The market value of a quoted company, which is calculated by multiplying its current share price (market price) by the number of shares in issue is called as market capitalization.
Example – The Market Capitalisation of Reliance Industries as on 29th Nov’13 is Rs. Crores 275,607 Crores (3230.65 Million shares multiplied by market rate of Rs. 853.10 each share (BSE price as on 29/11/13)
Let’s say I am a stockist of winter clothes such as sweaters and mufflers. In anticipation of a good winter, I have stocked clothes in excess. My biggest concern is whether I will be able to sell all these before the onset of summer.
Let’s say if the summer steps in earlier than expected, then what do I do? Naturally to clear the stock I will have to lower its price.
Contrary, if for some reason the winter gets more severe and prolonged, then what could happen? In such a situation I will charge a premium for the goods that I have in stock and since I have a large supply, I would therefore make more money.
Thus, the behavior of an external factor seems to be having a major impact on the prices I charge in the market.
Modified Duration by definition expresses the sensitivity of the price of a bond to a change in interest rate. The change in interest rate can be linked with the season change as explained in the previous example. So if the modified duration of a debt fund is less, it is similar to having less stock so that even if the interest rates were to change, the impact on price would be less.
On the other hand, if the modified duration is higher, it would be like having excess stock so that if interest rates were to change, the impact on prices would be large. So higher the modified duration, higher is the risk of price fluctuation and lower the modified duration, the lower would be the price fluctuation.
Basically, the price of a bond and the interest rate have inverse relationship, i.e. if the interest rates rise, the price of the bond would fall and vice versa.
The modified duration explains the extent of rise or fall in bond price, given a change in interest rate.
Mathematically, CHANGE IN PRICE OF A BOND IS THE ARITHMETIC PRODUCT OF MODIFIED DURATION OF THE BOND AND CHANGE IN EXTERNAL INTEREST RATE.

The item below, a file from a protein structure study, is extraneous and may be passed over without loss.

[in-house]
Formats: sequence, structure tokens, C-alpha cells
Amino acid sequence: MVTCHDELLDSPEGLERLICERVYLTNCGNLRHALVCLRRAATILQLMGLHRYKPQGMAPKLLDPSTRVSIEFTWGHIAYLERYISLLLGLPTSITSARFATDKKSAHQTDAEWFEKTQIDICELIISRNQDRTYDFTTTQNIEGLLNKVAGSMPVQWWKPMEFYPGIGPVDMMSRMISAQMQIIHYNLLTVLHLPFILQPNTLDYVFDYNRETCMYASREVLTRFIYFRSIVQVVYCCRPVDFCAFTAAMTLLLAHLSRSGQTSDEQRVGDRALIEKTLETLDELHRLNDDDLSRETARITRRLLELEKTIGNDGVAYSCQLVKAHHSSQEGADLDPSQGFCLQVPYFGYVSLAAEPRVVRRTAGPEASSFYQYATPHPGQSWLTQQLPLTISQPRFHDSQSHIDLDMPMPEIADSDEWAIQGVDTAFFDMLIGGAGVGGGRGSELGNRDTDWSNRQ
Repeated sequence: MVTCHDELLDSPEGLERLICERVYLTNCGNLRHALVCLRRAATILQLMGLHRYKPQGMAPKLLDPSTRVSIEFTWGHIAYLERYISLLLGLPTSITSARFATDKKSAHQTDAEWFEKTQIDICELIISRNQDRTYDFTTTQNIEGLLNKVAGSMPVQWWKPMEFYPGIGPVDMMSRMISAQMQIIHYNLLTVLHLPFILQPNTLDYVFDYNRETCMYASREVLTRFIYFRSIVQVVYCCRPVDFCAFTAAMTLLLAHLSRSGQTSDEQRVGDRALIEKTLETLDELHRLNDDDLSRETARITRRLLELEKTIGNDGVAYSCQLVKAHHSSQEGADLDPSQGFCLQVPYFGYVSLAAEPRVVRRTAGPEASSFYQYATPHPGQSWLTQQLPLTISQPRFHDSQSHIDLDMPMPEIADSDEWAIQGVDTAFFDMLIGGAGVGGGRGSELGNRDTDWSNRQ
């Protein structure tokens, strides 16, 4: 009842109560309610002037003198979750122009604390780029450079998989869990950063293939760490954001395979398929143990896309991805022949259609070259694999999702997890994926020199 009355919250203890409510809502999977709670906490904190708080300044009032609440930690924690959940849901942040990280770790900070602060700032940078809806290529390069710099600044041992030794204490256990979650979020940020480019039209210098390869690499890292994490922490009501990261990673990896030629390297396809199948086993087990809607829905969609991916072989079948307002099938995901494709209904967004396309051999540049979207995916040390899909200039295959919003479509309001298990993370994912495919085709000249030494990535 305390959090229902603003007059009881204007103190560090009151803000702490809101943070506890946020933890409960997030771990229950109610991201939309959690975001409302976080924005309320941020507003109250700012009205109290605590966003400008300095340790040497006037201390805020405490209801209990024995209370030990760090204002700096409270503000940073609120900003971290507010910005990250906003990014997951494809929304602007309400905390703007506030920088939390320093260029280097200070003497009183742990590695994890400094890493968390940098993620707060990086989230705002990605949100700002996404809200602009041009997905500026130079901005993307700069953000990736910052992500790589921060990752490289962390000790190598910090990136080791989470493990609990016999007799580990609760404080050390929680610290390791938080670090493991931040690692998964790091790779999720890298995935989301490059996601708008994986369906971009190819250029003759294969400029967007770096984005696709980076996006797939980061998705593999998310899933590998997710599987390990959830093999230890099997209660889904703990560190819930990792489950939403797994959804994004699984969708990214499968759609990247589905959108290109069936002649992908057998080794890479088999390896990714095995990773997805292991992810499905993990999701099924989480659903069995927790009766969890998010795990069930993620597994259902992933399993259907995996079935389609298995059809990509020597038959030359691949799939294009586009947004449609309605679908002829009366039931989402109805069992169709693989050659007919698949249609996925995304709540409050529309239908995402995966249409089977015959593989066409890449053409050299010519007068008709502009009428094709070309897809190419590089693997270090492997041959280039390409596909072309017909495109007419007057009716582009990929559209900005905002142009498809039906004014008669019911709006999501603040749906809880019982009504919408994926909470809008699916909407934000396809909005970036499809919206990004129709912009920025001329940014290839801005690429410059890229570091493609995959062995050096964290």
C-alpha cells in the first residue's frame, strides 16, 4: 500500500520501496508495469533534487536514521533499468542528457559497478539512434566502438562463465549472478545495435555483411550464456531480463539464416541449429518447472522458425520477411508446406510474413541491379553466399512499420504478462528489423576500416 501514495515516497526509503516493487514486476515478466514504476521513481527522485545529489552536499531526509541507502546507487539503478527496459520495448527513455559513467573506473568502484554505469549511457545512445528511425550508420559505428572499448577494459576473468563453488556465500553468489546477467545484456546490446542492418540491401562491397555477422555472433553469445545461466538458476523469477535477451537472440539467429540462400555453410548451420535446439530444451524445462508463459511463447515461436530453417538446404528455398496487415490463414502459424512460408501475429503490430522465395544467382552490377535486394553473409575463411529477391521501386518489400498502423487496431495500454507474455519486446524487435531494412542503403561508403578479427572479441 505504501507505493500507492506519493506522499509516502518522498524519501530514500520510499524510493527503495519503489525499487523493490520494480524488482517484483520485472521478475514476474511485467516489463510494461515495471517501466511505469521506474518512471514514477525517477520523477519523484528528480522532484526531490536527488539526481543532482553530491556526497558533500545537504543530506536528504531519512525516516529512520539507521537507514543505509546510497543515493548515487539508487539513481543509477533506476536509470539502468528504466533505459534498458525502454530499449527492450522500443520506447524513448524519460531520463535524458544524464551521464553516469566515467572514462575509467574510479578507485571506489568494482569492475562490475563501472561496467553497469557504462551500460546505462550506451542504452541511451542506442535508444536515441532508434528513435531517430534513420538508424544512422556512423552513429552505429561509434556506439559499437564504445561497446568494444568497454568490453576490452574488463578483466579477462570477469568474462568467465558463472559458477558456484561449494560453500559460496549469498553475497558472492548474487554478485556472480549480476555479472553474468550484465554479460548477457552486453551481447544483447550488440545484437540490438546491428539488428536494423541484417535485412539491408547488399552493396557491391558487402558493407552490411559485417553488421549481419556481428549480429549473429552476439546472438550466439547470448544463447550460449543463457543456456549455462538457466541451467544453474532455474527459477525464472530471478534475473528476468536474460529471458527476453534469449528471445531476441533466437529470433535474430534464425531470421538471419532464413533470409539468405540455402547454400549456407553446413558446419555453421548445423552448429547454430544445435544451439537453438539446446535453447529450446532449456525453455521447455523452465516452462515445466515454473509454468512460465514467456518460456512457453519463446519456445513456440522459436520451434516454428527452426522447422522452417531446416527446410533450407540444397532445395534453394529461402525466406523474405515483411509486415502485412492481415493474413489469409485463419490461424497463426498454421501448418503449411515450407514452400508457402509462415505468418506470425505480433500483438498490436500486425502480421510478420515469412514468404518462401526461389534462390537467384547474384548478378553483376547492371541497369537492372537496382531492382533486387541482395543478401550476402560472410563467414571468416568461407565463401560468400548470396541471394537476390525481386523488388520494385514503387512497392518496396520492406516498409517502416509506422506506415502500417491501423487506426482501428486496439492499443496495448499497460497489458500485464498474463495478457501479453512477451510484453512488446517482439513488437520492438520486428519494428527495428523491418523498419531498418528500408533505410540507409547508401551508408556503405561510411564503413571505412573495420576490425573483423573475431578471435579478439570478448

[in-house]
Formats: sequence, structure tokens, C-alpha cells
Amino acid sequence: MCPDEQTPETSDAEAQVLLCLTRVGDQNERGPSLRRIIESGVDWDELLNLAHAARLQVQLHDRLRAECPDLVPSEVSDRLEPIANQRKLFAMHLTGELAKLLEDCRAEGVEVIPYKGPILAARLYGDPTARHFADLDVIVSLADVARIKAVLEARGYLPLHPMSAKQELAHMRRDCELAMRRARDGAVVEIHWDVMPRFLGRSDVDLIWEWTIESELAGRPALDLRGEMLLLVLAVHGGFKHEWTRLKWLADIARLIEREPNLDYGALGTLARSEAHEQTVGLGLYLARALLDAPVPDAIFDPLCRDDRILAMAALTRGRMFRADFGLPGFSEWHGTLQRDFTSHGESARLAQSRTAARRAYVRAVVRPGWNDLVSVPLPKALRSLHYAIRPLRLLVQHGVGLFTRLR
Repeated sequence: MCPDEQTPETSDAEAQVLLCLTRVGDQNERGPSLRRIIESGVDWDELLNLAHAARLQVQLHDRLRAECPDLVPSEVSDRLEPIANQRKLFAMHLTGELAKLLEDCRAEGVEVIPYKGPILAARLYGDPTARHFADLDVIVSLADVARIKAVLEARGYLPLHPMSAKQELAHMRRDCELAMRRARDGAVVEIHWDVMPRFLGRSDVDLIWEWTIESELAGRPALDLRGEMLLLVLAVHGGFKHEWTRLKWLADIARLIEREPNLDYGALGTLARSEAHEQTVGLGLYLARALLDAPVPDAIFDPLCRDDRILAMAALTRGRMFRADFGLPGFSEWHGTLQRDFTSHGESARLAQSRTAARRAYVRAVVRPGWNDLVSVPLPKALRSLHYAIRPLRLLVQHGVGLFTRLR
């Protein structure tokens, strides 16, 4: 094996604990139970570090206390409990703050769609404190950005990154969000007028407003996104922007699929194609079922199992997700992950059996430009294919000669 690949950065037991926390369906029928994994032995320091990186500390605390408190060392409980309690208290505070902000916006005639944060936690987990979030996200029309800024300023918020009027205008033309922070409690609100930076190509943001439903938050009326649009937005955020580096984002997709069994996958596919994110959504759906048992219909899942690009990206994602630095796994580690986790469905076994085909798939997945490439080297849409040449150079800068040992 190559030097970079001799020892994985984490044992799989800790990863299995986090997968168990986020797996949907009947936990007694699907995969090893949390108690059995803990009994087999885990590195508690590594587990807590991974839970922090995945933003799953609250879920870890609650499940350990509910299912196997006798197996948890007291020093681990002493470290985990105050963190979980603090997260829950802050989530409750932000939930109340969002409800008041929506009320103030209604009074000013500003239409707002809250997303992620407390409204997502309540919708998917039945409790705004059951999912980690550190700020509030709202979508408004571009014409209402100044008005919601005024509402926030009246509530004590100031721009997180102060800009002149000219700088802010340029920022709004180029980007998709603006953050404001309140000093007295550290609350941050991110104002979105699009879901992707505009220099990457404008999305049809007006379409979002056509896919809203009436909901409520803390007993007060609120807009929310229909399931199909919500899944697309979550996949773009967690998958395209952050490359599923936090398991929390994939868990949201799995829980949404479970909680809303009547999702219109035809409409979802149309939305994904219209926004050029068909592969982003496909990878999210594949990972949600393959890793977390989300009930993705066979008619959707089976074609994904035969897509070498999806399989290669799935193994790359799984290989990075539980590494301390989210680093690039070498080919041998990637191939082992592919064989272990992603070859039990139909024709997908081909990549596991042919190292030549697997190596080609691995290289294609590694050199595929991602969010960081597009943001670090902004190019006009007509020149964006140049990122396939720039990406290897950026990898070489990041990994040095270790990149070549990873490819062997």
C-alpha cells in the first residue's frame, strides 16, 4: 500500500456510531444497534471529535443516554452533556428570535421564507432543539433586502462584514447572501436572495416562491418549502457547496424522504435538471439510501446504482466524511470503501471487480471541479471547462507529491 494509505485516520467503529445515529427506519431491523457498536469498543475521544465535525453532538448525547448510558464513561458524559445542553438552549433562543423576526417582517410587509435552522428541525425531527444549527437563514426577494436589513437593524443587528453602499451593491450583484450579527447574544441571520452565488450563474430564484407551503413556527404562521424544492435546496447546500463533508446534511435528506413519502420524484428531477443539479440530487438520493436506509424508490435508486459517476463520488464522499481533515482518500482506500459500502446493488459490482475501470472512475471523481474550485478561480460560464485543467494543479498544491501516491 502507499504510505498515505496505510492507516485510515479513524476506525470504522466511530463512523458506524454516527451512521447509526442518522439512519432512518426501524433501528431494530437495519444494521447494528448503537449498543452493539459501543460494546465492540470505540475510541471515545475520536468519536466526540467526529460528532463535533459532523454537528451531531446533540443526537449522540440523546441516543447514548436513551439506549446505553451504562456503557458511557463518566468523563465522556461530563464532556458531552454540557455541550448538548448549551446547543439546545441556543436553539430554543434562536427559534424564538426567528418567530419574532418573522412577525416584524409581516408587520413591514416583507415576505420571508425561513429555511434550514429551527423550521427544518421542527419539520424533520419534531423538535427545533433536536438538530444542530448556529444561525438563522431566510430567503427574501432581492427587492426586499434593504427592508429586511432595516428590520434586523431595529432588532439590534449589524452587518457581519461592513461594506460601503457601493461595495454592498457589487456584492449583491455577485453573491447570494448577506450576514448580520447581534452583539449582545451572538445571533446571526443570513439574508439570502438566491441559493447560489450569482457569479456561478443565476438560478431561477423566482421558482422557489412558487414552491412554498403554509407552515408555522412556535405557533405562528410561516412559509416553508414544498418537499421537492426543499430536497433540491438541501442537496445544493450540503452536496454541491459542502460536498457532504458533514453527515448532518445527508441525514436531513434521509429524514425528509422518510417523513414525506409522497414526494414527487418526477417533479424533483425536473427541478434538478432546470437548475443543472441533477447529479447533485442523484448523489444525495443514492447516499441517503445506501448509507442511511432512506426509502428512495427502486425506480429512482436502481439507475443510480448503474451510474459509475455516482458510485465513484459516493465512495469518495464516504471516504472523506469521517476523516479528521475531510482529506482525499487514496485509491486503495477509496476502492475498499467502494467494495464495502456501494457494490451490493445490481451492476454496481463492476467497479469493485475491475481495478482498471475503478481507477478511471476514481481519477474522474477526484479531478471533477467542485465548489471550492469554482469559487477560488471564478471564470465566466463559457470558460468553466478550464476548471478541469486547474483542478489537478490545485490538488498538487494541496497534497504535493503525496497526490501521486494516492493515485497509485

So, if a Fund Manager feels that the interest rates are going to rise (similar to expecting the summer setting in sooner than expected), he would reduce the modified duration of the portfolio. Alternatively, if he feels that the interest rates are to fall (similar to expecting the winter to last longer), he will maintain a higher duration and benefit from the fall in interest rates.
Having understood the concept let us now use modified duration to calculate the change in price of a bond for a given change in interest rate.
CHANGE IN BOND PRICE = - MODIFIED DURATION X % CHANGE IN YIELD (The negative sign in this equation indicates inverse relationship between change in yield and change in bond price)
For example, if the modified duration of a bond is 5 and yield is expected to fall by 2% in a year, expected change in price of the bond (on account of change in yield) can be calculated as
CHANGE IN BOND PRICE = - 5 * -2% = + 10%.
Similarly, if the modified duration of a bond is 5 and yield is expected to rise by 2% in a year, expected change in price of the bond can be calculated as
CHANGE IN BOND PRICE = - 5 * 2% = - 10%.
Some key points about modified duration:
1. A “Bond” with a lower “modified duration” implies that the “returns” are more from accrual income than from capital gains.
2. A “Bond” with a higher “modified duration” implies that the “returns” are more from capital gains than from accrual income.
3. Maturity remaining the same a high coupon yielding bond would have a lower duration and hence be less sensitive to changes in external interest rates as compared to a low coupon yielding bond. (Source: Tata Mutual Fund)
‘Margin Money’ is a term associated with derivative instrument transactions.